In October 1966, the Texas Court of Appeals reversed the decision on the grounds of improper admission of testimony and the fact that Ruby could not have received a fair trial in Dallas at the time. In January 1967, while awaiting a new trial, to be held in Wichita Falls, Ruby died of lung cancer in a Dallas hospital.
The official Warren Commission report of 1964 concluded that neither Oswald nor Ruby were part of a larger conspiracy, either domestic or international, to assassinate President Kennedy. Despite its seemingly firm conclusions, the report failed to silence conspiracy theories surrounding the event, and in 1978 the House Select Committee on Assassinations concluded in a preliminary report that Kennedy was "probably assassinated as a result of a conspiracy" that may have involved multiple shooters and organized crime. The committee's findings, as with those of the Warren Commission, continue to be widely disputed."
(LOL_I remember this!)
Nov 22, 1975:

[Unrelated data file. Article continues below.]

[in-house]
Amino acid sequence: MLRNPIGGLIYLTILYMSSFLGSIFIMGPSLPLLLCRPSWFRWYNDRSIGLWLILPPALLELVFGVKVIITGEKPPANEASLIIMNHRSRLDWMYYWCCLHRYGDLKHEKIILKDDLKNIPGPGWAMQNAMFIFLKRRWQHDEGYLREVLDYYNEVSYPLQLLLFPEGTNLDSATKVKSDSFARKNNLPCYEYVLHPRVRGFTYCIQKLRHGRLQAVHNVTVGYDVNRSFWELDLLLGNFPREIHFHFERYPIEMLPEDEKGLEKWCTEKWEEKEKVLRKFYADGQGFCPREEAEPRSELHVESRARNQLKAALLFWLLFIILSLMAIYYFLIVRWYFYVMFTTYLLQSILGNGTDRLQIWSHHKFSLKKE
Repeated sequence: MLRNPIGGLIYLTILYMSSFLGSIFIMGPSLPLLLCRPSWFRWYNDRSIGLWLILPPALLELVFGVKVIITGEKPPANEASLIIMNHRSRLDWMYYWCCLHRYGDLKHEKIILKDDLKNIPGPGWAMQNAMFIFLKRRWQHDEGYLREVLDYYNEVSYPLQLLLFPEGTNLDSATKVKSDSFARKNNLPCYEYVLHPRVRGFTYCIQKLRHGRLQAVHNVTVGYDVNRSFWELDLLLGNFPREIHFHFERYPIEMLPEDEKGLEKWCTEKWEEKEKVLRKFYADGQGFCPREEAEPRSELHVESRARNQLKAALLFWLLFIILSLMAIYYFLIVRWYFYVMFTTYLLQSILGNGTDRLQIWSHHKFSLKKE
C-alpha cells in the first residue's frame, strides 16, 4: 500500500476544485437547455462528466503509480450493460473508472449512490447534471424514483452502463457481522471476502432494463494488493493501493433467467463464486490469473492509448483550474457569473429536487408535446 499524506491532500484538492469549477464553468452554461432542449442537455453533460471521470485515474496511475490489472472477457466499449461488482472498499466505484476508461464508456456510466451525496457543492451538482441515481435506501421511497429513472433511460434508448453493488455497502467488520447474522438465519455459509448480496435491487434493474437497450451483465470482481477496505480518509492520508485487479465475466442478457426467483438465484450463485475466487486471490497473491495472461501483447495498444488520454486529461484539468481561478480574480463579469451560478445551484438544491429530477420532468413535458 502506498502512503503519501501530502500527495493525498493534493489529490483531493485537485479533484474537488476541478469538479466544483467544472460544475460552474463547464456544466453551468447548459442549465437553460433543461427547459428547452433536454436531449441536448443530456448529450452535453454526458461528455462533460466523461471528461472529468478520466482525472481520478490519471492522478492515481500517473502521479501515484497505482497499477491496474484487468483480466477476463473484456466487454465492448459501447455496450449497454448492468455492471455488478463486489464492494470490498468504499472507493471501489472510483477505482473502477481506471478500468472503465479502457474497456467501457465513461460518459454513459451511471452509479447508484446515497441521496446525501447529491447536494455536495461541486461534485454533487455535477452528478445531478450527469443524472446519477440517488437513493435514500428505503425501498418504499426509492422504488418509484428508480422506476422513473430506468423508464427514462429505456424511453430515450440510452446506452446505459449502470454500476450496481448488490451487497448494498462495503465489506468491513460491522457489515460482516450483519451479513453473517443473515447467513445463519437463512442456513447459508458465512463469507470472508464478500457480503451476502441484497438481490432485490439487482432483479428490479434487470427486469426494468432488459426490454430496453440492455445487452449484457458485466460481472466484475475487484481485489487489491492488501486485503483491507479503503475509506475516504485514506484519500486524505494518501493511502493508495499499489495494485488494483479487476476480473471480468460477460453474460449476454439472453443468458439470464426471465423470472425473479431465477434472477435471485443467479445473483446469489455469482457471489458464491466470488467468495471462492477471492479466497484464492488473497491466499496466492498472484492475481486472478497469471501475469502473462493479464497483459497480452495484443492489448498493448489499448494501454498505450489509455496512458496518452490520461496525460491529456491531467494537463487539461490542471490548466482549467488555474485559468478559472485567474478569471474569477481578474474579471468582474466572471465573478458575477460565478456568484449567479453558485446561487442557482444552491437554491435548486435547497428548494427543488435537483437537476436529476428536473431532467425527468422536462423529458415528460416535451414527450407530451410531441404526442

KC and the Sunshine Band Top The U.S. Pop Charts With "That's The Way (I Like It)"
~~"One of the most popular American pop groups of its time, KC and the Sunshine Band earned the second of their five #1 pop hits on this day in 1975 when "That's The Way (I Like It)" reached the top of the Billboard Hot 100.
With their breakthrough single, "Get Down Tonight" (1975), having implored listeners to "Do a little dance" and "Make a little love...," KC and the Sunshine Band's follow-up mined very much the same territory with its driving, danceable beat and its frank declaration, "That's the way/Uh-huh, Uh-huh/I like i/Uh-Huh." But as risqué as the lyrics written by Harry Wayne Casey and his songwriting partner (and Sunshine Band co-founder), Richard Finch, tended to be, they were always delivered in a way that was more exuberant than suggestive. AM radio—white pop stations and black R&B stations alike—loved the racially integrated KC and the Sunshine Band, and so did many critics. As Steven Ditlea wrote in a rave New York Times review of one of the group's live appearances, "KC has the stage presence and the musical ability to bridge the cultural chasm separating white performers and black listeners as well as between black music and white audiences."